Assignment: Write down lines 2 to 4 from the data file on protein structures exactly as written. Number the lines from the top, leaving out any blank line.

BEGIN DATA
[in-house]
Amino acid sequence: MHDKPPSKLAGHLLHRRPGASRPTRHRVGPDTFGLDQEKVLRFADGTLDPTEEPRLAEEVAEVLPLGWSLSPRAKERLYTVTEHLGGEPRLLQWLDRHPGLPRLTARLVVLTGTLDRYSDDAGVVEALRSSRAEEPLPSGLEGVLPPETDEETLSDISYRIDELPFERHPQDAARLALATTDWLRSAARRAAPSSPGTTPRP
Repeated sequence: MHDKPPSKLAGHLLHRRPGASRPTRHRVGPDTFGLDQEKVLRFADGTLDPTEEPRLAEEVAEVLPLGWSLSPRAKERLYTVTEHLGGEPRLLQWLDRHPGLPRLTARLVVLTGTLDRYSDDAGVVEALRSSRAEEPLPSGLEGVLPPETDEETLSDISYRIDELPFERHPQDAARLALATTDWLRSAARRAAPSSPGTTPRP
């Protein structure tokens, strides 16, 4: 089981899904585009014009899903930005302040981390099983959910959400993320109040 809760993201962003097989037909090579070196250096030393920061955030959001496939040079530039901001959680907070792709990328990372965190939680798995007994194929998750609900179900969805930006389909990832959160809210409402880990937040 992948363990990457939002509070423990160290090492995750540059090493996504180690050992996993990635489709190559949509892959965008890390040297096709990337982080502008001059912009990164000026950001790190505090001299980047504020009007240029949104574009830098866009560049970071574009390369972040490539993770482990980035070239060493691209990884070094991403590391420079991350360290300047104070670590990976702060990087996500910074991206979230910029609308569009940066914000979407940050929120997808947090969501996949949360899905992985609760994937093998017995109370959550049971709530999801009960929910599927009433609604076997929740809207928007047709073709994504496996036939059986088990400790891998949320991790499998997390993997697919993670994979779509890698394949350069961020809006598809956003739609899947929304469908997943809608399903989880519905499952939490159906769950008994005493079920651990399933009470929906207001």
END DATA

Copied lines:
Amino acid sequence: MHDKPPSKLAGHLLHRRPGASRPTRHRVGPDTFGLDQEKVLRFADGTLDPTEEPRLAEEVAEVLPLGWSLSPRAKERLYTVTEHLGGEPRLLQWLDRHPGLPRLTARLVVLTGTLDRYSDDAGVVEALRSSRAEEPLPSGLEGVLPPETDEETLSDISYRIDELPFERHPQDAARLALATTDWLRSAARRAAPSSPGTTPRP
Repeated sequence: MHDKPPSKLAGHLLHRRPGASRPTRHRVGPDTFGLDQEKVLRFADGTLDPTEEPRLAEEVAEVLPLGWSLSPRAKERLYTVTEHLGGEPRLLQWLDRHPGLPRLTARLVVLTGTLDRYSDDAGVVEALRSSRAEEPLPSGLEGVLPPETDEETLSDISYRIDELPFERHPQDAARLALATTDWLRSAARRAAPSSPGTTPRP
């Protein structure tokens, strides 16, 4: 089981899904585009014009899903930005302040981390099983959910959400993320109040 809760993201962003097989037909090579070196250096030393920061955030959001496939040079530039901001959680907070792709990328990372965190939680798995007994194929998750609900179900969805930006389909990832959160809210409402880990937040 992948363990990457939002509070423990160290090492995750540059090493996504180690050992996993990635489709190559949509892959965008890390040297096709990337982080502008001059912009990164000026950001790190505090001299980047504020009007240029949104574009830098866009560049970071574009390369972040490539993770482990980035070239060493691209990884070094991403590391420079991350360290300047104070670590990976702060990087996500910074991206979230910029609308569009940066914000979407940050929120997808947090969501996949949360899905992985609760994937093998017995109370959550049971709530999801009960929910599927009433609604076997929740809207928007047709073709994504496996036939059986088990400790891998949320991790499998997390993997697919993670994979779509890698394949350069961020809006598809956003739609899947929304469908997943809608399903989880519905499952939490159906769950008994005493079920651990399933009470929906207001």